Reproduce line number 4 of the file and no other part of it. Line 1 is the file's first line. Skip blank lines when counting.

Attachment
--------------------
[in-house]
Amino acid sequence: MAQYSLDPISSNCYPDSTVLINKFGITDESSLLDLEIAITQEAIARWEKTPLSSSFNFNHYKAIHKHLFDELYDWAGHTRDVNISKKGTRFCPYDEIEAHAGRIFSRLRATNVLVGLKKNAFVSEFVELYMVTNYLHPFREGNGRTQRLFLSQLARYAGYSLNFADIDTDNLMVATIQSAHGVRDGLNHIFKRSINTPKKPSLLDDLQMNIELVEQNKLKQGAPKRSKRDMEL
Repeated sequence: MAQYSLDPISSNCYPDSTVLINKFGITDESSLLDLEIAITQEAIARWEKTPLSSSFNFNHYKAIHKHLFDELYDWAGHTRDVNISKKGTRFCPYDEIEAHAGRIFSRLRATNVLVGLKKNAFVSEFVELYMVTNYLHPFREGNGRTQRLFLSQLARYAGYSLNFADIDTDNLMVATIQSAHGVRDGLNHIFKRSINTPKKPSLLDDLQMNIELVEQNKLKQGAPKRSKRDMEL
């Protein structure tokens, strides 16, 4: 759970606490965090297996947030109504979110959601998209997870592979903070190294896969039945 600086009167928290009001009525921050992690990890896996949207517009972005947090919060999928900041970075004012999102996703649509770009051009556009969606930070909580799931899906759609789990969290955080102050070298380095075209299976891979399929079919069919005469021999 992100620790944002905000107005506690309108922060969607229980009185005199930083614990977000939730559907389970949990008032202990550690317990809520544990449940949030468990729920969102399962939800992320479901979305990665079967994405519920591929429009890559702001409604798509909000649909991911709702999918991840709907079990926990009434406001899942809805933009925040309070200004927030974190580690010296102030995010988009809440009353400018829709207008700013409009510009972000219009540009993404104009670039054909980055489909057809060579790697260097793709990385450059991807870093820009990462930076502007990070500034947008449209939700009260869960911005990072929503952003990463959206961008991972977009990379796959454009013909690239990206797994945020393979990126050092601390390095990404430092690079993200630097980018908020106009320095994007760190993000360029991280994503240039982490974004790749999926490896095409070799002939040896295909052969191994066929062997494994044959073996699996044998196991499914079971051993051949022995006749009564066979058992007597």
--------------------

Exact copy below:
């Protein structure tokens, strides 16, 4: 759970606490965090297996947030109504979110959601998209997870592979903070190294896969039945 600086009167928290009001009525921050992690990890896996949207517009972005947090919060999928900041970075004012999102996703649509770009051009556009969606930070909580799931899906759609789990969290955080102050070298380095075209299976891979399929079919069919005469021999 992100620790944002905000107005506690309108922060969607229980009185005199930083614990977000939730559907389970949990008032202990550690317990809520544990449940949030468990729920969102399962939800992320479901979305990665079967994405519920591929429009890559702001409604798509909000649909991911709702999918991840709907079990926990009434406001899942809805933009925040309070200004927030974190580690010296102030995010988009809440009353400018829709207008700013409009510009972000219009540009993404104009670039054909980055489909057809060579790697260097793709990385450059991807870093820009990462930076502007990070500034947008449209939700009260869960911005990072929503952003990463959206961008991972977009990379796959454009013909690239990206797994945020393979990126050092601390390095990404430092690079993200630097980018908020106009320095994007760190993000360029991280994503240039982490974004790749999926490896095409070799002939040896295909052969191994066929062997494994044959073996699996044998196991499914079971051993051949022995006749009564066979058992007597």